That’s not all the good news for Washington farmers, who will be seeing new trade opportunities and lower tariffs on U.S. goods now that President Obama signed free trade agreements with South Korea, Colombia and Panama.

And on the subject of lower fees, last Friday Mexico canceled the last of the tariffs it had imposed on American goods in 2009. You can read an HDC Advanced post from July to learn how that tariff war with Mexico finally reached its end.

You can also check out this AP story to learn more about how well our Ag industry did in 2010 and what we can expect this year.

Wednesday, October 26, 2011

Remembering Alex Deccio

House Democrats were saddened to learn of the passing yesterday of Sen. Alex Deccio, whose leadership for the people of Yakima and Washington spanned more than three decades.
While Democrats and Sen. Deccio, a Republican leader, were often on different sides of issues, we respected his leadership, his willingness to listen to all sides of public questions and his unflagging dedication to principle. Countless lives in Washington are better off because of Sen. Deccio’s leadership on health care and prescription drugs.  Indeed, many Washingtonians are alive today because of Sen. Deccio’s early, courageous and effective commitment to AIDS treatment and prevention.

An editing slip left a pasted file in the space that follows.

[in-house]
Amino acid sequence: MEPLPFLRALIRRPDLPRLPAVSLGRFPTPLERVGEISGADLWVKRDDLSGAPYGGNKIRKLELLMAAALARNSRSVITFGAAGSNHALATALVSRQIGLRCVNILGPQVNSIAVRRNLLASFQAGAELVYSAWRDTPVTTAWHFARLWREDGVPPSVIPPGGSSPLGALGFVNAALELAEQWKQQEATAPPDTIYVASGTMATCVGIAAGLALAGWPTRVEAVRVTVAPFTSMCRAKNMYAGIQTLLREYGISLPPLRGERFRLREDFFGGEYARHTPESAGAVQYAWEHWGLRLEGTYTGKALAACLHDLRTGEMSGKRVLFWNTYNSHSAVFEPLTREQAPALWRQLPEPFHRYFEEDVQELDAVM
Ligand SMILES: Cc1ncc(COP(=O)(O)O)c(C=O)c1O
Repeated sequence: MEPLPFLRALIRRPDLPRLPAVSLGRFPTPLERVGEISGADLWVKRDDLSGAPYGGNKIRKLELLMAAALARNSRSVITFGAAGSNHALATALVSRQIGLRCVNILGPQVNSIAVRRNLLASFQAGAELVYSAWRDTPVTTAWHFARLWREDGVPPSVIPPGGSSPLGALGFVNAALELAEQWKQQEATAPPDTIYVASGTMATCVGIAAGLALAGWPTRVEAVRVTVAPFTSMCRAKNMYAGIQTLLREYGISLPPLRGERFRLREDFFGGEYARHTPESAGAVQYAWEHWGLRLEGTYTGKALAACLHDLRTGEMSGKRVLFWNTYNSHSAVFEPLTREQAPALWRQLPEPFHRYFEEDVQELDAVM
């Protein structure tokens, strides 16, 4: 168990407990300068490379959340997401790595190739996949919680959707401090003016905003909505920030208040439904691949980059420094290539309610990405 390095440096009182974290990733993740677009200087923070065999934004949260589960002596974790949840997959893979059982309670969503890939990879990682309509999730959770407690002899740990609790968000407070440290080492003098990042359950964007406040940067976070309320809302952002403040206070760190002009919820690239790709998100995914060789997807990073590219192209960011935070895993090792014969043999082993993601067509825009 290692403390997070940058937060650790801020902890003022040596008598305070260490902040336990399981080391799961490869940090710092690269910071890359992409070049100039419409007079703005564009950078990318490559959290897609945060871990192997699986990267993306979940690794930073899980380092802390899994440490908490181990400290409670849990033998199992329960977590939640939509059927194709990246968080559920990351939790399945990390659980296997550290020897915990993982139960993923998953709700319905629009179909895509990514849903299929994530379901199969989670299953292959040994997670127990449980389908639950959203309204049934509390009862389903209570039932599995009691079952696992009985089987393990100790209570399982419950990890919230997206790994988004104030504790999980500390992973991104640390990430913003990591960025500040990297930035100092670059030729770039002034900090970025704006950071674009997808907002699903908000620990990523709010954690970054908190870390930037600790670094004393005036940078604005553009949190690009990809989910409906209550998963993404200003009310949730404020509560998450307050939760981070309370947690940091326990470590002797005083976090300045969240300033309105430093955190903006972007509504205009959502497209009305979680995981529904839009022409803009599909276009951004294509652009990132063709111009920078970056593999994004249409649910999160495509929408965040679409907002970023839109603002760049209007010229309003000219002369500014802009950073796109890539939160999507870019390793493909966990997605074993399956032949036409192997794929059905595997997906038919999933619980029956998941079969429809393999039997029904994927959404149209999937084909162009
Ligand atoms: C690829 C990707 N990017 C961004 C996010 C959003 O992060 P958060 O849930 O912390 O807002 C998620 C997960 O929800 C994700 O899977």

If there is ever a Washington State edition of Profiles in Courage, one of the chapters must surely be titled “Alex Deccio.”  House Democrats join our Republican colleagues in the House and Senate in honoring the memory and mourning the loss of Alex Deccio, a Washington leader who will be missed.

Washington blazes trail by linking child development science to better public policy

Our state is #1 yet again.

This time, it's in the area of early childhood development. Earlier this week, the governor's office issued a press release announcing Washington's selection as the first "Innovation State" in the nation by the Early Childhood Intervention Partnership (ECIP), which is affiliated with the Center on the Developing Child at Harvard University. This means we'll be collaborating with ECIP's Frontiers of Innovation initiative to develop innovative strategies for improving outcomes for vulnerable children. These strategies will be evidence-based and grounded in the emerging science of early childhood development research.